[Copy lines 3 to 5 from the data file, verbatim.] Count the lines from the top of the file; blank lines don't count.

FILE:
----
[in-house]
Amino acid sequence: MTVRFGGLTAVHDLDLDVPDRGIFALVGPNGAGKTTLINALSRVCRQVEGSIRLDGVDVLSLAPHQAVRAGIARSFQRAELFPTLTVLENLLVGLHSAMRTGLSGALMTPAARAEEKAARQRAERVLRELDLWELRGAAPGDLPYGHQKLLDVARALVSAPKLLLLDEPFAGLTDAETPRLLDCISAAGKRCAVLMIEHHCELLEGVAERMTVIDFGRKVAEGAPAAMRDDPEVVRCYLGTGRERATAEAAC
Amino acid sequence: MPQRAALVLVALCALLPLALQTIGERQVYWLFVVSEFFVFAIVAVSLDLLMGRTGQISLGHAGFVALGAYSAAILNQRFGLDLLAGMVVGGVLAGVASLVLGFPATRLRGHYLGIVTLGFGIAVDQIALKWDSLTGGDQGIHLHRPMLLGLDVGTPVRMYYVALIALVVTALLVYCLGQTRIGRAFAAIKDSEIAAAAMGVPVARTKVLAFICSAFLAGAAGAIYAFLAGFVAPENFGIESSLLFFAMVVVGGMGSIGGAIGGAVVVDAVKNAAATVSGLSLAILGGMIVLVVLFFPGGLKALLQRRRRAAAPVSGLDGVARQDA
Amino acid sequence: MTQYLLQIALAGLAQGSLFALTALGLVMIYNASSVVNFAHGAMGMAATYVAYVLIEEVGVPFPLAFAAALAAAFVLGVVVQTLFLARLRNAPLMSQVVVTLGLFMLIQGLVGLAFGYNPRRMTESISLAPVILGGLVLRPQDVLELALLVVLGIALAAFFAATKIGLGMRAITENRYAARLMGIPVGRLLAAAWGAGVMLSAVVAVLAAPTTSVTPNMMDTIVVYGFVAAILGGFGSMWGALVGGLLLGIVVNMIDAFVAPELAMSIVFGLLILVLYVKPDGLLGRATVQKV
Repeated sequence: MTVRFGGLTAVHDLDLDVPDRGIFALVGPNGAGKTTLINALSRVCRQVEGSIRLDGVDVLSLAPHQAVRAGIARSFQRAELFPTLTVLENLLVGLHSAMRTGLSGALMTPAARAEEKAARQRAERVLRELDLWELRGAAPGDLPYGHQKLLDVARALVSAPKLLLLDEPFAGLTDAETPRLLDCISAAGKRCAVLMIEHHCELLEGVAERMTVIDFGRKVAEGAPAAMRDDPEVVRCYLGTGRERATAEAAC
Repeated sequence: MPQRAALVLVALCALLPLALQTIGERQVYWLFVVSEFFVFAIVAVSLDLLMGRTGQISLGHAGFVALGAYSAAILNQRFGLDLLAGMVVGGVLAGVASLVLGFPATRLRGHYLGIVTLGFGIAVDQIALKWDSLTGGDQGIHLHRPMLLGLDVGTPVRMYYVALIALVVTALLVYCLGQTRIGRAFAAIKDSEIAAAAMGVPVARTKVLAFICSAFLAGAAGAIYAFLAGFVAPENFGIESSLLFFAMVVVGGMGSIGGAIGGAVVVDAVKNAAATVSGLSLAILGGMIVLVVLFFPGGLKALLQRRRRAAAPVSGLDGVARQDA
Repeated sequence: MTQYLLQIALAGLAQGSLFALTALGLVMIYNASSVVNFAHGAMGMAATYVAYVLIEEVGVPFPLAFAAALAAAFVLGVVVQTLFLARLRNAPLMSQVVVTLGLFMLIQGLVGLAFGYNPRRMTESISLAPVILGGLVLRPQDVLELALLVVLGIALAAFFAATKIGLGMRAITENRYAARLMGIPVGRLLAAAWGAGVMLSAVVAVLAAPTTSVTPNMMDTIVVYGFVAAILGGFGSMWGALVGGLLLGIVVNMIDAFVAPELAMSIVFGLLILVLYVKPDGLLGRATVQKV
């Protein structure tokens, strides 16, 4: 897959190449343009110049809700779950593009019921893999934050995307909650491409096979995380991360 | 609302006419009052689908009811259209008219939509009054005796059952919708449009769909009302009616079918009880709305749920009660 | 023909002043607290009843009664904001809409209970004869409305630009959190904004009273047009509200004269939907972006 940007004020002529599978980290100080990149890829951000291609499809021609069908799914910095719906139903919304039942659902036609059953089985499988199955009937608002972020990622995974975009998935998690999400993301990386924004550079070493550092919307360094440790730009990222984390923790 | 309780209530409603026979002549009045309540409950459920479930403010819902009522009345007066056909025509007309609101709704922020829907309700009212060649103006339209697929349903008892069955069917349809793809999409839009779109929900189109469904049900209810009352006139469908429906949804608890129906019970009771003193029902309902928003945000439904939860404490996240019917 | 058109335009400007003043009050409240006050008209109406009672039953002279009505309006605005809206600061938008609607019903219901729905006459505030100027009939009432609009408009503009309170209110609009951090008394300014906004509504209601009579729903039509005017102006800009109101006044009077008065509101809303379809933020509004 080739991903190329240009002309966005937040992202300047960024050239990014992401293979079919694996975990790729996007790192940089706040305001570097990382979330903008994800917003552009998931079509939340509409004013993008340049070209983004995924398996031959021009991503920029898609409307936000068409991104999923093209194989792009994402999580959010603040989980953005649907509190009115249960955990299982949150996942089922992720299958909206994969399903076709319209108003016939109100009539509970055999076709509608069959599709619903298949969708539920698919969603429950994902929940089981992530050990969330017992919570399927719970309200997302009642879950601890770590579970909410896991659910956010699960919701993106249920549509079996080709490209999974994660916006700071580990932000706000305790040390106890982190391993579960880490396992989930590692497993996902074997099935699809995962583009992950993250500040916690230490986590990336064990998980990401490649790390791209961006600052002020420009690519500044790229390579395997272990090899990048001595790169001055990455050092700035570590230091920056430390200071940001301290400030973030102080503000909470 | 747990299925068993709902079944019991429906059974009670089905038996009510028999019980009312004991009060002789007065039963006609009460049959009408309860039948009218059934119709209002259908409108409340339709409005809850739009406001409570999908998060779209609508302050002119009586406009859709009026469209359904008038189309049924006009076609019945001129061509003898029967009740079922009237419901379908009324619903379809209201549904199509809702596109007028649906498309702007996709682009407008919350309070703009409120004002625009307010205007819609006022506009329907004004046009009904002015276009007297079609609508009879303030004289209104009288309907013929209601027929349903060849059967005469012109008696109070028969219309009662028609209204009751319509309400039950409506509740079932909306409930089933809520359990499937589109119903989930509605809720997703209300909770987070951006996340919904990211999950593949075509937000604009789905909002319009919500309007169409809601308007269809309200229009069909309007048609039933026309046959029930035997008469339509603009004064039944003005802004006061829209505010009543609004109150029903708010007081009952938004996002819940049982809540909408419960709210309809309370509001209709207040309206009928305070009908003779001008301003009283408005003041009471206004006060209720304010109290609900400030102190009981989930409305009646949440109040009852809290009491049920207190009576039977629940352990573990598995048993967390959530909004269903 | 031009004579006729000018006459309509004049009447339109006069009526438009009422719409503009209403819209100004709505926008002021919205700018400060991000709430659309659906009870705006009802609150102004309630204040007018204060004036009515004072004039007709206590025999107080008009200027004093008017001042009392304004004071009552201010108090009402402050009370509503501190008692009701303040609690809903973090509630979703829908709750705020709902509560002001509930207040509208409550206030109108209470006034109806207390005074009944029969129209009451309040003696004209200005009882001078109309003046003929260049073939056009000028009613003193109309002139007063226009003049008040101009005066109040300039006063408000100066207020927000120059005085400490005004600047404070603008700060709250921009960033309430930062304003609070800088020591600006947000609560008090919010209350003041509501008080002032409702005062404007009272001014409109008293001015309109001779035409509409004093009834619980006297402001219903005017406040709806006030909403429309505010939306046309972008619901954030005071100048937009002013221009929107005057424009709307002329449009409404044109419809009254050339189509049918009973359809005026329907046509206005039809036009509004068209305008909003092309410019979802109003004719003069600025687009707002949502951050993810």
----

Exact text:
Amino acid sequence: MPQRAALVLVALCALLPLALQTIGERQVYWLFVVSEFFVFAIVAVSLDLLMGRTGQISLGHAGFVALGAYSAAILNQRFGLDLLAGMVVGGVLAGVASLVLGFPATRLRGHYLGIVTLGFGIAVDQIALKWDSLTGGDQGIHLHRPMLLGLDVGTPVRMYYVALIALVVTALLVYCLGQTRIGRAFAAIKDSEIAAAAMGVPVARTKVLAFICSAFLAGAAGAIYAFLAGFVAPENFGIESSLLFFAMVVVGGMGSIGGAIGGAVVVDAVKNAAATVSGLSLAILGGMIVLVVLFFPGGLKALLQRRRRAAAPVSGLDGVARQDA
Amino acid sequence: MTQYLLQIALAGLAQGSLFALTALGLVMIYNASSVVNFAHGAMGMAATYVAYVLIEEVGVPFPLAFAAALAAAFVLGVVVQTLFLARLRNAPLMSQVVVTLGLFMLIQGLVGLAFGYNPRRMTESISLAPVILGGLVLRPQDVLELALLVVLGIALAAFFAATKIGLGMRAITENRYAARLMGIPVGRLLAAAWGAGVMLSAVVAVLAAPTTSVTPNMMDTIVVYGFVAAILGGFGSMWGALVGGLLLGIVVNMIDAFVAPELAMSIVFGLLILVLYVKPDGLLGRATVQKV
Repeated sequence: MTVRFGGLTAVHDLDLDVPDRGIFALVGPNGAGKTTLINALSRVCRQVEGSIRLDGVDVLSLAPHQAVRAGIARSFQRAELFPTLTVLENLLVGLHSAMRTGLSGALMTPAARAEEKAARQRAERVLRELDLWELRGAAPGDLPYGHQKLLDVARALVSAPKLLLLDEPFAGLTDAETPRLLDCISAAGKRCAVLMIEHHCELLEGVAERMTVIDFGRKVAEGAPAAMRDDPEVVRCYLGTGRERATAEAAC